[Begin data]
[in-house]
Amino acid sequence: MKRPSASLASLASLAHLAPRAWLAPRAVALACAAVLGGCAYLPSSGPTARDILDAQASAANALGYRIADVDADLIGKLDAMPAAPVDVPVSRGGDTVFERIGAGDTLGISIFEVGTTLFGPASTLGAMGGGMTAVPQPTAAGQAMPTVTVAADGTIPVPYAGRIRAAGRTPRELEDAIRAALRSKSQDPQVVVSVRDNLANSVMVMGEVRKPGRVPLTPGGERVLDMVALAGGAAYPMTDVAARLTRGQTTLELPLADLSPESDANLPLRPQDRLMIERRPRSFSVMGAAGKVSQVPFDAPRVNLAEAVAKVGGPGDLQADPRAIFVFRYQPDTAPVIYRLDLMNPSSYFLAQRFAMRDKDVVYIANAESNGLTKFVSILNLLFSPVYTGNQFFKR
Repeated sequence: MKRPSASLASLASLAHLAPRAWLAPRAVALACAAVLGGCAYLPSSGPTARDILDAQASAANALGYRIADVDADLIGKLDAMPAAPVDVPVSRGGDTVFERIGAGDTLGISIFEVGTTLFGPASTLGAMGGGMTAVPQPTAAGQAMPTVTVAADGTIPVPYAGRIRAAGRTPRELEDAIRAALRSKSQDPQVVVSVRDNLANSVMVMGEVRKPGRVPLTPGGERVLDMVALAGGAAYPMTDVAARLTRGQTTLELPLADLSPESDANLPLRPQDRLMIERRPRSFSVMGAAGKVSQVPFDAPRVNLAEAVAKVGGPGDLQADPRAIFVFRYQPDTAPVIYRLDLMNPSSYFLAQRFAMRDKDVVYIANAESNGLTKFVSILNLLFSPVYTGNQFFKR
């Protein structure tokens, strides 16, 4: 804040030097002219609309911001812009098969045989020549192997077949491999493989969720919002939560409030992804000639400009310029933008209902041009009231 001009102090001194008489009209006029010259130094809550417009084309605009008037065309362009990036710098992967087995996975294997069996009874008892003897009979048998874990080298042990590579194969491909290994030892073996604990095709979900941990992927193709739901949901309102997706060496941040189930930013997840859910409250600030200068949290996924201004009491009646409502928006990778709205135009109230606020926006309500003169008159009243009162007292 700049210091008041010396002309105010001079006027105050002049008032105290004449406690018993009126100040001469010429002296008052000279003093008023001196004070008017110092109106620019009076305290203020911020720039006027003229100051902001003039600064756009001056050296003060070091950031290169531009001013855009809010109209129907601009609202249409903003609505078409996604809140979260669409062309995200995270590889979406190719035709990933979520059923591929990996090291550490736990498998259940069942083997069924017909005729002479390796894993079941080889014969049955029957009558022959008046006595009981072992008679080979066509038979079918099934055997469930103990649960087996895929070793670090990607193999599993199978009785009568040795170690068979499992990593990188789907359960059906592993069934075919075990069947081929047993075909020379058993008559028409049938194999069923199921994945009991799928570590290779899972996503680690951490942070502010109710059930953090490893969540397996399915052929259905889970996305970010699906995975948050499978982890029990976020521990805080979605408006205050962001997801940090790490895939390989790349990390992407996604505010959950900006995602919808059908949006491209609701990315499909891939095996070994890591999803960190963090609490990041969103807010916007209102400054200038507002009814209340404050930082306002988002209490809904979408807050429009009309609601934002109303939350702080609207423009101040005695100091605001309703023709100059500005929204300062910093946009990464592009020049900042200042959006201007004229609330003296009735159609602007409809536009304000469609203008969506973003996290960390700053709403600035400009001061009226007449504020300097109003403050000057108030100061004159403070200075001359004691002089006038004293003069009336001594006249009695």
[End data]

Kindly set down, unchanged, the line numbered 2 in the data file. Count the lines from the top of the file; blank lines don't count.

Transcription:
Amino acid sequence: MKRPSASLASLASLAHLAPRAWLAPRAVALACAAVLGGCAYLPSSGPTARDILDAQASAANALGYRIADVDADLIGKLDAMPAAPVDVPVSRGGDTVFERIGAGDTLGISIFEVGTTLFGPASTLGAMGGGMTAVPQPTAAGQAMPTVTVAADGTIPVPYAGRIRAAGRTPRELEDAIRAALRSKSQDPQVVVSVRDNLANSVMVMGEVRKPGRVPLTPGGERVLDMVALAGGAAYPMTDVAARLTRGQTTLELPLADLSPESDANLPLRPQDRLMIERRPRSFSVMGAAGKVSQVPFDAPRVNLAEAVAKVGGPGDLQADPRAIFVFRYQPDTAPVIYRLDLMNPSSYFLAQRFAMRDKDVVYIANAESNGLTKFVSILNLLFSPVYTGNQFFKR